Progress

How a scene moves the protagonist closer to or further from his or her story goal is most often thought of as the point of a scene. Characters take action to achieve their goals – that’s what moves the plot.

But we’ve been told to “show don’t tell” so often that writers forget that dialogue is a form of action too.

McKee again:

“When a character speaks, she acts verbally as opposed to physically, and each of her through-speech actions moves the scene she’s in from one beat to the next, while at the same time, it dynamically propels her closer to (positive) or further from (negative) the satisfaction of her core desire.”

Characters say things strategically to accomplish their goals. In that way, dialogue is action.

Dialogue serves character

Every line of dialogue is an expression of character. What characters say and how they say it reveals what kind of people they are, how they think and feel, their internal worlds.

As Eric Heisserer says:

“We have a responsibility as writers to know what the characters are feeling AND how they both hide and express it in the same moment. … In our writing, what our characters say is not the truth, but it’s a map to the truth.”

Good dialogue also helps make each character distinct from the others.

So identifying the defining the characteristics that will be expressed is key. Here’s a hack to help you tackle this part of the process:

Write up a profile for each character. I don’t mean one of those long, boring, backstory-driven bios. I’m talking a 3×5 notecard that lists the character’s defining traits, whether that’s their worldview, two or three specific adjectives to describe their personality, a quote that represents their main strategy for surviving in life, their most valued virtue or vice; whatever handful of things make up the core of that character.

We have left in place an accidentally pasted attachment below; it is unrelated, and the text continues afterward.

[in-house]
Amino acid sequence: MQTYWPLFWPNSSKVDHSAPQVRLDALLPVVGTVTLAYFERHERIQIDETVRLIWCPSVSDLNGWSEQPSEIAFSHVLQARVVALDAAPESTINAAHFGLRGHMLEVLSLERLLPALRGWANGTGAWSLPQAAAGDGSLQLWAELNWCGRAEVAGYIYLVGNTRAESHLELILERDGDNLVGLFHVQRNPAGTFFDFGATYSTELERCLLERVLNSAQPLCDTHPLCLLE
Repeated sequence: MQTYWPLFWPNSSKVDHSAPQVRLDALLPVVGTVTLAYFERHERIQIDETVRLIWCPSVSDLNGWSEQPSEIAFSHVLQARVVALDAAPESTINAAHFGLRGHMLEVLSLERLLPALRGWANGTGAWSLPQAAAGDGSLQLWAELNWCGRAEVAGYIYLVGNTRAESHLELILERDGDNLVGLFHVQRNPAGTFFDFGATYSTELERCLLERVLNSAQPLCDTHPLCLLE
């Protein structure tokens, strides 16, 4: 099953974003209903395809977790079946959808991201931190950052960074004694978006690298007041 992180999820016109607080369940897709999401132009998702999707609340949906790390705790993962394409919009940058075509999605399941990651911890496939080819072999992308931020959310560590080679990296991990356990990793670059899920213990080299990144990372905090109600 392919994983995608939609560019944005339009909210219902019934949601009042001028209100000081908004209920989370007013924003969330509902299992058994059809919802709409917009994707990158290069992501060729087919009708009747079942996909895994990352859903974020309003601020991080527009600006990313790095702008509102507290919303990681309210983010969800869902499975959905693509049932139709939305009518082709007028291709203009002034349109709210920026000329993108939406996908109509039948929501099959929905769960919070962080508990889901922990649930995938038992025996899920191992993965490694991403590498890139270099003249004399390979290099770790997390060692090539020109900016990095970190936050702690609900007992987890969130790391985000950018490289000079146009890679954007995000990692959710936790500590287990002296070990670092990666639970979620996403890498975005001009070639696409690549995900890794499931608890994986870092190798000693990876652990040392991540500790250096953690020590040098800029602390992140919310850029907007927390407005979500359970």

Then, have that notecard in front of you as you re-write the dialogue for each character, taking them one at a time.

When you write dialogue for more than one character at a time (what we do for at least the first several passes on a scene, right?), you’re thinking about the dialogue as a conversation, and as a way to convey what you need to in the scene. But if you take one character’s sides at a time, you can focus on how they’re saying what they’re saying.

You wouldn’t be able to use this approach too early in the scene-writing process. But at this point we’re talking about working on a script that’s basically all there, and just needs to be given a boost, taken to the next level.


Have you ever found yourself in one of those conversations – you know the kind, less dialogue and more monologue, maybe at a party – where you’re just nodding politely while thinking to yourself – “Why are you telling me this?!

Don’t be that guy at the party. Dialogue needs purpose.

Why is dialogue so hard to get right? Because it’s tasked with doing so many things at once. Effective dialogue results from the purpose of the scene, while simultaneously feeling as though it results from the character speaking it.

Taking the time to think about what your dialogue needs to accomplish will help you write dialogue that’s effective – that gives your audience purpose, meaning, and entertainment.

>> And come back next week to talk about relationships. Your characters’ relationships, that is.

 

ADVANCE YOUR STORY